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Some Gulf Coast and Central Texas Cotton Yields Two to Four Bales Per Acre

While nearly all Gulf Coast and Central Texas cotton has been harvested, much of the Texas High Plains cotton is still two weeks away, according to Texas A&M AgriLife Extension Service agronomists.

Rain delayed the cotton harvest in the upper Gulf Coast and parts of the Blackland region for a while, but producers have pretty much caught up now, said Dr. Gaylon Morgan, AgriLife Extension statewide cotton specialist, College Station.

“I’d say 95-plus percent of the upper Gulf Coast crop is done, if not all of it,” Morgan said. “In the Blacklands, for the most part, those guys have wrapped up too. There’s still some in the Brazos bottom – part of the irrigated cotton is still around. But as a whole, they’re about 85-plus percent done on the irrigated ground; maybe 95 percent done on the dryland.”

Overall, Blacklands and upper Gulf Coast producers have been very pleased with their yields, he said.

“As usual in the Blacklands, there was a big range in yields this year, but there were a lot of cotton fields with over two-bales-per-acre yields,” Morgan said. “Some irrigated fields have pushed over four bales per acre.”

In the Texas High Plains, the region has had some good moisture recently, which overall was good news, said Mark Kelley, AgriLife Extension cotton specialist, Lubbock.

“We’ve come a long way in the last two or three weeks toward maturing this crop out, especially on the irrigated fields,” Kelley said. “The dryland fields had issues before the rain. We went through a drought period, 65 or 70 days without rainfall, and then the high temperatures we had on Labor Day pretty much finished it off, but not all of it. There’s still some good dryland.”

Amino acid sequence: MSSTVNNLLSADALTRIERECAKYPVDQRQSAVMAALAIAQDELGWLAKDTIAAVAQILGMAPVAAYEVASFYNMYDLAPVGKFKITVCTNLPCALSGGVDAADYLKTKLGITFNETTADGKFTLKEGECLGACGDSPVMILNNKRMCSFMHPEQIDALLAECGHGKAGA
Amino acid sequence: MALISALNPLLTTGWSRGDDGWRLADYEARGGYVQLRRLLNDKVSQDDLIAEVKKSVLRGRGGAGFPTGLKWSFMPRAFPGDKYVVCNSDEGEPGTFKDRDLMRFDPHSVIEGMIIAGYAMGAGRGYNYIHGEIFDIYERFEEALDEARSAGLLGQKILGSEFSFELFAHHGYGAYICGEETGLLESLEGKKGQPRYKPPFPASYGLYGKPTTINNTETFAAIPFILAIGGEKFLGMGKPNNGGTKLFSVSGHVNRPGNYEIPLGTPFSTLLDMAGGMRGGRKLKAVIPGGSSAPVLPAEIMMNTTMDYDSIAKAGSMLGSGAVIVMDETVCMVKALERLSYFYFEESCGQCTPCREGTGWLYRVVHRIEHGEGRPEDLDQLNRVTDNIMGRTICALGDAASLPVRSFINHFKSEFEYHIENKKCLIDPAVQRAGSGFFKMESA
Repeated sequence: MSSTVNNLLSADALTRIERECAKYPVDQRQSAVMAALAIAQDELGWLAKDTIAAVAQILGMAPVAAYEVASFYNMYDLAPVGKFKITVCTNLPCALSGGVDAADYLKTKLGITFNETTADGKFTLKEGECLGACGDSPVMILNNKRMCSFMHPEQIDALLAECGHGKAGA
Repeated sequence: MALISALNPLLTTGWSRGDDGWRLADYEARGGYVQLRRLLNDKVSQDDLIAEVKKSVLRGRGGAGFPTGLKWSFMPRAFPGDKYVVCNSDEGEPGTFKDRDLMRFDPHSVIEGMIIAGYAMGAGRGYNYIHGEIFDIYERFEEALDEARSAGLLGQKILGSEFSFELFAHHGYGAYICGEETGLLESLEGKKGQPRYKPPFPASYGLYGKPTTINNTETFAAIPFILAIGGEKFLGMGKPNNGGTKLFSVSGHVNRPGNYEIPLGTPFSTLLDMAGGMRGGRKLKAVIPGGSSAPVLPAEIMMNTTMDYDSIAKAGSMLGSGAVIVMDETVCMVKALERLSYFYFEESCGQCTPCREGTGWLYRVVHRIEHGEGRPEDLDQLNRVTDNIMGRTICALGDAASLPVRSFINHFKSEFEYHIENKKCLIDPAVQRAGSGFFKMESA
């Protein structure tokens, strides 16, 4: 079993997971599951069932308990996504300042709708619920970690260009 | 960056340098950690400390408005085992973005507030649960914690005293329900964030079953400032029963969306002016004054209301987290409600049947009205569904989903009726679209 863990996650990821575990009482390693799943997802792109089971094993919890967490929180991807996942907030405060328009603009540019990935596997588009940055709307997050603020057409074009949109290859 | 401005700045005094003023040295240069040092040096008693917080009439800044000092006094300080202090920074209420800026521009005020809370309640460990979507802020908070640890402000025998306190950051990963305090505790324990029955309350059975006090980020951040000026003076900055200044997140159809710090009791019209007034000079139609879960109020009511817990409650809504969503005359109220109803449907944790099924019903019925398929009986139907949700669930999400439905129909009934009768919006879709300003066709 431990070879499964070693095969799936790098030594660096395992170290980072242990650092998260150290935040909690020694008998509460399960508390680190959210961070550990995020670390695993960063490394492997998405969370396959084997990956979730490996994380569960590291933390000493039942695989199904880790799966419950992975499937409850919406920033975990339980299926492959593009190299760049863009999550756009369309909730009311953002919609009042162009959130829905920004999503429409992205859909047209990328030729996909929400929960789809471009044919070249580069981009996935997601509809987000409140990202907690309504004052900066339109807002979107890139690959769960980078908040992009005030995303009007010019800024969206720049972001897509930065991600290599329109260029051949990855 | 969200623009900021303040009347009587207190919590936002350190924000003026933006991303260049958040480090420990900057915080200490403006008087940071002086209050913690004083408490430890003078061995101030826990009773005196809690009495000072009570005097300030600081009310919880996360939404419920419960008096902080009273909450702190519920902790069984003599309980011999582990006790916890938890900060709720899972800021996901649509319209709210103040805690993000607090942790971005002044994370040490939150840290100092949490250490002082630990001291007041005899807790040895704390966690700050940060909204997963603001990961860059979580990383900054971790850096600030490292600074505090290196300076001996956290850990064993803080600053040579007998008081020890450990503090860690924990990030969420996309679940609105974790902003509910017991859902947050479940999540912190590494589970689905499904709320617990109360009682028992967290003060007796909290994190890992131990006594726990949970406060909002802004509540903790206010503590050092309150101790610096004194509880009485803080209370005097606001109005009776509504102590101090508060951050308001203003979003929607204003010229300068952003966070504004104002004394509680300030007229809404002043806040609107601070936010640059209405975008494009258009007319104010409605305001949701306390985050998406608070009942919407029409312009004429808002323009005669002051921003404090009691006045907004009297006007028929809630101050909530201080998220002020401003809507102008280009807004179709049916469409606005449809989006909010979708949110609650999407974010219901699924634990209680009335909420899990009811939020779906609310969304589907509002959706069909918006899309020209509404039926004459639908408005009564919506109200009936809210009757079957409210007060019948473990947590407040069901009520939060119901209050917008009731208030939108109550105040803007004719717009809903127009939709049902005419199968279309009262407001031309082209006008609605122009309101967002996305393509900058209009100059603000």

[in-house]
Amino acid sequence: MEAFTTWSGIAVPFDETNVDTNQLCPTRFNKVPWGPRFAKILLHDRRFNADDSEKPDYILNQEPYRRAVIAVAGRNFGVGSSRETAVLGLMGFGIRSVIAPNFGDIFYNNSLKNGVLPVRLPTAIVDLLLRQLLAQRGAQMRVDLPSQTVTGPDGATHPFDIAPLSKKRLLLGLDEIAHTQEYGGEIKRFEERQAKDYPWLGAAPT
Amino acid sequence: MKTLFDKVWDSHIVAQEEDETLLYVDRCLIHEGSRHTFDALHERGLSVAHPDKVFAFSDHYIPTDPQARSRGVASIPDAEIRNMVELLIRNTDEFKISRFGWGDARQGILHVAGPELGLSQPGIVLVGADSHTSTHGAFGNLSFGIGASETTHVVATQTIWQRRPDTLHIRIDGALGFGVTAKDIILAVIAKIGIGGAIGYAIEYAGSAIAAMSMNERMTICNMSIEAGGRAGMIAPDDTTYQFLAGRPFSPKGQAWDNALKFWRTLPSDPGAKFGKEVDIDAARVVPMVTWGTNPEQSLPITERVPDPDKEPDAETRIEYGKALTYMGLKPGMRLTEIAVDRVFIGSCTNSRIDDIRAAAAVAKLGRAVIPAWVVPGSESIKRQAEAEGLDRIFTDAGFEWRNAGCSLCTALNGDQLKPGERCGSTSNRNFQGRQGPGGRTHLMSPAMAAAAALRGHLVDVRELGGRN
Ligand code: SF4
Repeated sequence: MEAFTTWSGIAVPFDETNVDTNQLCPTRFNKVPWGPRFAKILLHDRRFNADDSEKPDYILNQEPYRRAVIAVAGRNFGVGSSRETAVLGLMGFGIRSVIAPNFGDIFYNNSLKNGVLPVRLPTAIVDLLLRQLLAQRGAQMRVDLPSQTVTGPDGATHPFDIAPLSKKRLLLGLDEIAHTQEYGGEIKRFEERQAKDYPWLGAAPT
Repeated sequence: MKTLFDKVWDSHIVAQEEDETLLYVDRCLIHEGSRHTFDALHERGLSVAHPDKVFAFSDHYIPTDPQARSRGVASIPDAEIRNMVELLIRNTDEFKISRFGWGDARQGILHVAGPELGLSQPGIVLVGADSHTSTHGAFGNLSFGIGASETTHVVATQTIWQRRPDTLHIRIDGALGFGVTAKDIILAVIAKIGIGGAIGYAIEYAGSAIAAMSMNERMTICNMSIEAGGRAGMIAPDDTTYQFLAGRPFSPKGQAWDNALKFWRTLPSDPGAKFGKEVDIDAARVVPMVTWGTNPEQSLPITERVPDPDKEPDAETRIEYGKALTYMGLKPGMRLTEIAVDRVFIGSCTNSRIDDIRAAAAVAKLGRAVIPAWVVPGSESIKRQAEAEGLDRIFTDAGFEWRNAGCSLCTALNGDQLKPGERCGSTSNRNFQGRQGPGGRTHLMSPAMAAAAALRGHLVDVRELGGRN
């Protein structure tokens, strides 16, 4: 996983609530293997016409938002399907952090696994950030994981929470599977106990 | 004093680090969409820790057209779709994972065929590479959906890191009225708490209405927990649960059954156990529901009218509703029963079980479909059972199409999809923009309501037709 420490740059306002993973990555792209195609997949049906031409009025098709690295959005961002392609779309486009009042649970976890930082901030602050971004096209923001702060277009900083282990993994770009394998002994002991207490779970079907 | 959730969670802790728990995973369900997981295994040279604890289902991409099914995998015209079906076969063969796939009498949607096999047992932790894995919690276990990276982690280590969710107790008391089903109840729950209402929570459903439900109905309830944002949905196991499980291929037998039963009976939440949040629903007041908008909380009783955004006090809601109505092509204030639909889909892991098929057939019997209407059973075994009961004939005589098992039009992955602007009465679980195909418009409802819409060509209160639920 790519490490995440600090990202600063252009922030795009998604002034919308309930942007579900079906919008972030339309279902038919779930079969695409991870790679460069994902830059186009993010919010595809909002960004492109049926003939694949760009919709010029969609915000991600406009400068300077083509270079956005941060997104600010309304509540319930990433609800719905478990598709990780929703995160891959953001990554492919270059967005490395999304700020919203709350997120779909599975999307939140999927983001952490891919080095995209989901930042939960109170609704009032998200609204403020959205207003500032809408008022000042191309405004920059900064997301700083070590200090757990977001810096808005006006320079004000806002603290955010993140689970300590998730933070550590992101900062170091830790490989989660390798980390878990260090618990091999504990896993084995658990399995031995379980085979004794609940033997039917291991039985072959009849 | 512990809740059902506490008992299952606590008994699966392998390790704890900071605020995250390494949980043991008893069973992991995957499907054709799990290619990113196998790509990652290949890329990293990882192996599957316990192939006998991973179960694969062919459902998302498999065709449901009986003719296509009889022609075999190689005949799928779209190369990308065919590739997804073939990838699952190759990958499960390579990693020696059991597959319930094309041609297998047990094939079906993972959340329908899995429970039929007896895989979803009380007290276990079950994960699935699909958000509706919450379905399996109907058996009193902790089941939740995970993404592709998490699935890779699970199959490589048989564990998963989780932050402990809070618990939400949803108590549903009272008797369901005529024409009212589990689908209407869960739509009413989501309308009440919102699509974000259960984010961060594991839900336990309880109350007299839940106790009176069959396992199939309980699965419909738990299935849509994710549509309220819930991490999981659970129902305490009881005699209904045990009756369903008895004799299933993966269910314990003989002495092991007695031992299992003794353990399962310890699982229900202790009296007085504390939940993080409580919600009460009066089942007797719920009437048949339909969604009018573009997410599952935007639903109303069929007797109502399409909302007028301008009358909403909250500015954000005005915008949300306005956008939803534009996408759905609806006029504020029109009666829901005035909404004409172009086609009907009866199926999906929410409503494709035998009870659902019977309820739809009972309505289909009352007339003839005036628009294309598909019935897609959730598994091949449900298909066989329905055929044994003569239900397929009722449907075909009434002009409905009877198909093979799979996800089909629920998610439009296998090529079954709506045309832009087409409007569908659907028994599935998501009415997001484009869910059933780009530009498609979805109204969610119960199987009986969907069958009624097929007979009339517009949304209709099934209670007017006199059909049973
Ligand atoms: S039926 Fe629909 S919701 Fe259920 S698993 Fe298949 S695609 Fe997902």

There have been some producers worried about low temperatures and an early October freeze, he said, but recent weather has been very favorable for the crop.

“We got 11 heat units yesterday (Oct. 6) and 15 heat units today, so we’re chugging along. We’re still maturing fiber out here,” he said.

Heat units are calculated by taking the mean of the daily high and the daily low, then subtracting 60, according to Kelley. Typically, most cotton varieties need a total of about 2,200 to 2,400 units in a season, depending up the nature of the heat units.

“With temperatures above 100, you’re generally going the wrong direction. The plant then is pretty much using all its energy just to stay cool.”

AgriLife Extension district summaries can be found here.

Source: Texas AgriLife